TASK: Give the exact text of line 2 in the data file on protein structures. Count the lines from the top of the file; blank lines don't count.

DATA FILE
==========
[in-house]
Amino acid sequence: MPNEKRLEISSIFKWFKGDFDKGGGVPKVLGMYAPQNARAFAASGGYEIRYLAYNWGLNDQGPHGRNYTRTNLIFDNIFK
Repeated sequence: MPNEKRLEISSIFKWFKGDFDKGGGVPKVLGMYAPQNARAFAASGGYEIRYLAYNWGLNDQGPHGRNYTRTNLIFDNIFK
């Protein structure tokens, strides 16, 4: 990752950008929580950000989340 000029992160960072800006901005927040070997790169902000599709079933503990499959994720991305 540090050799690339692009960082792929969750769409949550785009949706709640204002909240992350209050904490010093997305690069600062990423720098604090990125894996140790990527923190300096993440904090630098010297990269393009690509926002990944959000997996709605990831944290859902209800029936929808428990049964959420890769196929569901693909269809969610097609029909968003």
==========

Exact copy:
Amino acid sequence: MPNEKRLEISSIFKWFKGDFDKGGGVPKVLGMYAPQNARAFAASGGYEIRYLAYNWGLNDQGPHGRNYTRTNLIFDNIFK